Today is the last day of the hike. Would I do it again? I am not sure….


The last day of a hike is always weird. Each hiking day is usually connected to the day after it – setting up for making the Post Office, the check-in time at a hotel, or something else that happens in the future. You have read about many of those if you have been following along in this blog.

But today is just today. The only goal is to finish in time for lunch. And with 10 miles, some on the beach again, that means heading out early. And for today, early means 7:30. Breakfast starts at 6:30, so it is not a hurried morning by any standards. I also removed a few more things from the pack that I know I won’t need.

Walking Through Pensacola Beach

The hike begins with more town walking. The bike path will be the hike for the next mile or two. I can’t pinpoint why, but I think I like Pensacola Beach and Ft Pickens road better than Navarre Beach. I guess it seems like a better mix of residential and commercial businesses to make a more well-rounded community.

Hurray for sidewalks!
Hurray for bike paths.
The obligatory Peg Leg Pete’s picture. We will have to come back here for lunch tomorrow.

Ft Pickens road turns from residential to another National Seashore. At this point, the bike path ends, and there are no bike lanes on the road. it is more beach walking.

The tide is similar to yesterday and is nearly high. I can’t tell if it’s rising or falling, but there is a decently packed surface to walk on if I stay just close to the water’s edge. A few small spots get steep, and a few small spots get soft. It is the same experience as yesterday while walking on the beach. The weather is similar, too – overcast with the sun barely peeking out a few times, and strong wind.

I can actually see some of the rip currents drawing water out into the deeper ocean. There is a rip current warning going on right now and the surf flags are at yellow (moderate risk). The water is nice and medium blue but turns dark about 80 yards offshore as the water deepens.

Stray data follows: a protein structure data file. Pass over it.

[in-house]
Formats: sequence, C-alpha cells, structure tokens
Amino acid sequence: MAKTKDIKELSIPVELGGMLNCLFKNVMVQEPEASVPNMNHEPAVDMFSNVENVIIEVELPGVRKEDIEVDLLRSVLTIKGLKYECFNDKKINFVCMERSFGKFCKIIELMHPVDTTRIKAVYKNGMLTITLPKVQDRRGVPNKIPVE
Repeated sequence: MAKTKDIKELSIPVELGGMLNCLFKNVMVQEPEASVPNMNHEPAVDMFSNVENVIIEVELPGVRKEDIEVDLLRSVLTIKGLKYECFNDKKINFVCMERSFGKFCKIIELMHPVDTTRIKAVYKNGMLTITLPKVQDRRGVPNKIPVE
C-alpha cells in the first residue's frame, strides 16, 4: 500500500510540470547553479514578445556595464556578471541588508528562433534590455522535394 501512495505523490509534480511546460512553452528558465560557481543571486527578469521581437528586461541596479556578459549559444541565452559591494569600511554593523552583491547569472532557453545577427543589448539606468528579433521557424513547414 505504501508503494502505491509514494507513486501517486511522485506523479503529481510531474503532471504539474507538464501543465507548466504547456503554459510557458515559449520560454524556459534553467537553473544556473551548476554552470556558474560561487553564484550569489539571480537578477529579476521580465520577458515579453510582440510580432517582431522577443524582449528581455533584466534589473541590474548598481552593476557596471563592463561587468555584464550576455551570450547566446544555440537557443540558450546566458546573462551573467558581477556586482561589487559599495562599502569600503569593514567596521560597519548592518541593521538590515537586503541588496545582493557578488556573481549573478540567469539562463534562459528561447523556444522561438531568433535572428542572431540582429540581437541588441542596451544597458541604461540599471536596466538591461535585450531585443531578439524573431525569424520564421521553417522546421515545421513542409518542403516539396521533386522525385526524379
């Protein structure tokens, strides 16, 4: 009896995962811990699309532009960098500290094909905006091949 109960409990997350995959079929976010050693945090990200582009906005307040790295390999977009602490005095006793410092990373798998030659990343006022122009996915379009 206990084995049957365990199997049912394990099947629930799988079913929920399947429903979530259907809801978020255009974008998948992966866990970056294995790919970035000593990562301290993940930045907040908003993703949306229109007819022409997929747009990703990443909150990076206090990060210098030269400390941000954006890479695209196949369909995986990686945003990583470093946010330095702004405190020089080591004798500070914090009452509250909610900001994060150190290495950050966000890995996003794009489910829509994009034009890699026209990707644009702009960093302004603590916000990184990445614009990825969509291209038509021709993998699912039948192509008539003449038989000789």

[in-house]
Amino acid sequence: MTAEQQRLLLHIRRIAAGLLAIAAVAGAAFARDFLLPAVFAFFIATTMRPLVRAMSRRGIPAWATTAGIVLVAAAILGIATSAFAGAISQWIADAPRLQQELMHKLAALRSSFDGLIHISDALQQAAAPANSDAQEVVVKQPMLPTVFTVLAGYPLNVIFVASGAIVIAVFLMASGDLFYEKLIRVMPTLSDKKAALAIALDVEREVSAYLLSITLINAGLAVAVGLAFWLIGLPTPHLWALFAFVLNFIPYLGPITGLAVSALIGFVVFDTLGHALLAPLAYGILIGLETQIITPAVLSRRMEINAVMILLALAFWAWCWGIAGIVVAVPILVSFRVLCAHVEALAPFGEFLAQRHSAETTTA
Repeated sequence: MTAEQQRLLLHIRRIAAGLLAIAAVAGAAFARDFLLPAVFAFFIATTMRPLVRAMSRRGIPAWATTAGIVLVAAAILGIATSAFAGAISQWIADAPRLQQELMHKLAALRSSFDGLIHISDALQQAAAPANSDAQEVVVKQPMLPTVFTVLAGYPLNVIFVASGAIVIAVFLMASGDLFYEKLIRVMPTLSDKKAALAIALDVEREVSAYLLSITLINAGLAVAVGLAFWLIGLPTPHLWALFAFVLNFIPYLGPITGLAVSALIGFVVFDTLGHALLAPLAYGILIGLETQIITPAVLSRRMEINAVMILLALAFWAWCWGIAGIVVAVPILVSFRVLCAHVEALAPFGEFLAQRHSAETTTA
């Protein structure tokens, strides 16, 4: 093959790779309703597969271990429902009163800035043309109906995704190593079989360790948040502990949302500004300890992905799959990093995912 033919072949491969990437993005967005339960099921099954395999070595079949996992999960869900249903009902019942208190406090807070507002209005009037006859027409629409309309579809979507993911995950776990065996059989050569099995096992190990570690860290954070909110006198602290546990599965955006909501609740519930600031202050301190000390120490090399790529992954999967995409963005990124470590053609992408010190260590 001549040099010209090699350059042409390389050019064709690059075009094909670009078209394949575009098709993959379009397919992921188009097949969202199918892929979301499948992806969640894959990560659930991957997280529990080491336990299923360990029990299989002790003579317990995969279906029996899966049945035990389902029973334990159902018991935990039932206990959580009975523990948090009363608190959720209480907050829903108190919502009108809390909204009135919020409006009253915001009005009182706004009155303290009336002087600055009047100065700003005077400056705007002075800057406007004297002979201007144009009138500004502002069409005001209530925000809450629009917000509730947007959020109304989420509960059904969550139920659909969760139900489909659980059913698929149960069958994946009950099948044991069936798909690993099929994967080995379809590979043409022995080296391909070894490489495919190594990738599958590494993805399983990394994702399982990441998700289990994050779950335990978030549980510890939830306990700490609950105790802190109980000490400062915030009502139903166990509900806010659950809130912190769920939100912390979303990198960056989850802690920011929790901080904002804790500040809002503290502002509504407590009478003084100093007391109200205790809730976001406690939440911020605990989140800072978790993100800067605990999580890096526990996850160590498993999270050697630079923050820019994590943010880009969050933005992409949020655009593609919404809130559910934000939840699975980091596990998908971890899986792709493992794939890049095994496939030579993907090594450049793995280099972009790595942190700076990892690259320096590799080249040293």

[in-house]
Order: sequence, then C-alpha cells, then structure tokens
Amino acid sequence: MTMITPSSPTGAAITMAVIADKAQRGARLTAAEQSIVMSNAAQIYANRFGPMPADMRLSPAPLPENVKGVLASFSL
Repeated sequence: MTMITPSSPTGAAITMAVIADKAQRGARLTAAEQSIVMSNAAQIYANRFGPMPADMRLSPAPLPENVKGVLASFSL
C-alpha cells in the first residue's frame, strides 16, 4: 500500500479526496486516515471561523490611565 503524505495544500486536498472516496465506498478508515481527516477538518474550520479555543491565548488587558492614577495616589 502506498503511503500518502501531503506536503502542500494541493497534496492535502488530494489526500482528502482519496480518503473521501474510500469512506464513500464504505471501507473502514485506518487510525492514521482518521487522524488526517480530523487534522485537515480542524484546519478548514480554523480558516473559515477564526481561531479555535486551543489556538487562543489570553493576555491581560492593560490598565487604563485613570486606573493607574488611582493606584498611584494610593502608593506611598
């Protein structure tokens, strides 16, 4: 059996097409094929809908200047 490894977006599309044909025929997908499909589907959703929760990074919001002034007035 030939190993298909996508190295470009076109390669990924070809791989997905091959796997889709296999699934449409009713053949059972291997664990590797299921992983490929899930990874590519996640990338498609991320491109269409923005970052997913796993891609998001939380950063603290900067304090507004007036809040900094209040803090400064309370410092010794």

Great beach walking weather.
I am the only one on the beach.

I last longer on the beach today, about a full hour before my feet are getting sore from the slope, so I decide to try out the road when it gets close to the beach. The road here has a bike lane, but only about the normal 4 feet of width instead of the wide 5 feet of yesterday.

I can see the buildings ahead and see that I almost completed the beach hike completely. There was only about a half mile left before the trail comes back to the road. I am less than three miles from the finish and have less than an hour left to go.

Fort Pickens Park

I have been hiking in Fort Pickens park for the last hour, but now the buildings and gun batteries are visible to me so it seems to me like this is the beginning of the park. The trail goes back to the road from one of the beachside parking areas. There is a huge gun battery facing the beach. The trail crosses the road and begins the dunes walk at the base of one of the largest ones.

When I get onto the trail, I am delighted to find that it is a trail that goes through wooded dunes, not sanded dunes. The trail is crushed gravel and not soft sand. There is also quite a bit of shade, so this will be a great two-mile finale for the hike.

A nice gravel trail through a softly wooded area instead of squishy dune sand.

The trail goes right through the middle of the campground. It is a sardine-style campground. The camping spots are packed together very tightly with very few trees like many RV parks are. It is not like a State Park campground at all. I do not think I would enjoy camping here.